Americans planning to purchase a home in the next 12 months hope to spend $274,800, on average, or a median of $200,000. For context, the median price of existing homes sold in November, when the survey was fielded, was nearly $388,000, according to the National Association of Realtors. Nationwide, typical existing home prices have climbed more than 50% over the past five years, according to data from NAR. And it could be that some would-be buyers’ expectations have yet to catch up.

Plans to buy are more likely to be shared among younger generations and those who live in urban areas:

  • 21% each of Generation Z (ages 18-26) and millennials (ages 27-42) plan to buy a home in the next 12 months, compared with 9% of Generation X (ages 43-58) and 4% of baby boomers (ages 59-77). 

  • 19% of urban Americans plan to buy a home in the next 12 months, compared with 10% of suburban and 8% of rural Americans. 

However, at least some of this year’s buying hopefuls may be underprepared. Only 31% of those planning to buy in the next 12 months have started a down payment fund.

Home buyer tip: “Planning to buy and actually laying the foundation to make buying possible may be two very different things,” Lewis says. “A down payment, for example, can take years to amass. People hoping to buy this year or even within the next several years could benefit from strategic saving and keeping tabs on their credit long before they begin home shopping.”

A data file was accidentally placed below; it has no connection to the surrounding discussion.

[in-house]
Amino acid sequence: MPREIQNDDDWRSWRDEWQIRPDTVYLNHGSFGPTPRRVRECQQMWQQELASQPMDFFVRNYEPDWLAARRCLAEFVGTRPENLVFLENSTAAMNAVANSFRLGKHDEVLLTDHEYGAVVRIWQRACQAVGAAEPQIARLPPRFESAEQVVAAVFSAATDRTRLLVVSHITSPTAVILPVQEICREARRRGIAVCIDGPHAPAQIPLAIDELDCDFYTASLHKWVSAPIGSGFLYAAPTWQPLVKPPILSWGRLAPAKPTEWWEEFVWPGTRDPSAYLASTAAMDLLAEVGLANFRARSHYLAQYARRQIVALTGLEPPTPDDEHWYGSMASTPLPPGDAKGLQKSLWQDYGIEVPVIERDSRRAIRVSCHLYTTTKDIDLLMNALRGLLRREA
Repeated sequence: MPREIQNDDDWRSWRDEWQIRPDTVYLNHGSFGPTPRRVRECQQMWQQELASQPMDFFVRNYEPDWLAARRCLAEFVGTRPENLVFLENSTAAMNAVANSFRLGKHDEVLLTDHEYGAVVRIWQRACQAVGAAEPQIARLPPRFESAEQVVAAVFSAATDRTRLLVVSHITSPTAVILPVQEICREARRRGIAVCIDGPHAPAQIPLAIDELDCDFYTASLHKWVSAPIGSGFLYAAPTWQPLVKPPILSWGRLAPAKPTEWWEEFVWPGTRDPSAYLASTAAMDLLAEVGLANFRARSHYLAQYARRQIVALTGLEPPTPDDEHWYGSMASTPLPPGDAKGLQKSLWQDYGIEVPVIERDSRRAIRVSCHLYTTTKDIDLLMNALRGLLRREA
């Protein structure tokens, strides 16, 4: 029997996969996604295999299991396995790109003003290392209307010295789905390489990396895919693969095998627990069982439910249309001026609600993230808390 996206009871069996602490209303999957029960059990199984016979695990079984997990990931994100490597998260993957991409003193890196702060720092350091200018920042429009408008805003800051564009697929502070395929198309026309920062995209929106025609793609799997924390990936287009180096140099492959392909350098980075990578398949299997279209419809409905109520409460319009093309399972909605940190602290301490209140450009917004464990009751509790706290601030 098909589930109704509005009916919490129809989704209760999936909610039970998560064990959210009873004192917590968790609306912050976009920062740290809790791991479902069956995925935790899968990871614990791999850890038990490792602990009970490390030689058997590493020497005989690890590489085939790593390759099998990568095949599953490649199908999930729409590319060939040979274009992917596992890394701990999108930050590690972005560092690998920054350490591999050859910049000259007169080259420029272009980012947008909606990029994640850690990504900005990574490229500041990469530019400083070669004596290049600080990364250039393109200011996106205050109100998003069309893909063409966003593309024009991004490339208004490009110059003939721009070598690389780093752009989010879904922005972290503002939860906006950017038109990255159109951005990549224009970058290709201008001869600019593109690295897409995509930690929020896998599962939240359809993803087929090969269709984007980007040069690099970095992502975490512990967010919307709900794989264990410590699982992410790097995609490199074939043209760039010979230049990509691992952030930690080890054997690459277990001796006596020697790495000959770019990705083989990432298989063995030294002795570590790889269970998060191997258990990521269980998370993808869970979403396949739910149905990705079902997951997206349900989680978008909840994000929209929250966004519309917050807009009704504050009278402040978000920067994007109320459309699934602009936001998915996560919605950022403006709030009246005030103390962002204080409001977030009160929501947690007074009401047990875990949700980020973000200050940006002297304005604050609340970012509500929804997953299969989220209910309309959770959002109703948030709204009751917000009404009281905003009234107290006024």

Current reads on the housing market

Many Americans recognize that buying a home now could be a challenge. In fact, about two-thirds of Americans (67%) say it’s never been worse for buyers than it is right now, according to the survey. This sentiment is felt most strongly among the youngest generations: 74% of Generation Z say the housing market has never been worse for buyers than it is right now, compared with 71% of millennials, 66% of Gen X and 60% of baby boomers.

Younger generations have a unique perspective. For example, two-thirds of Americans (66%) believe current mortgage rates are unprecedented (“have never been what they are now”). More than three-quarters of Generation Z (77%) agree with this statement, 72% of millennials, 69% of Gen X and 53% of baby boomers. At the time of our survey, the average rate on a 30-year fixed mortgage was about 7.2%. That rate last broke 8% in 2000; it was over 10% a decade earlier, and peaked at over 18% in 1981.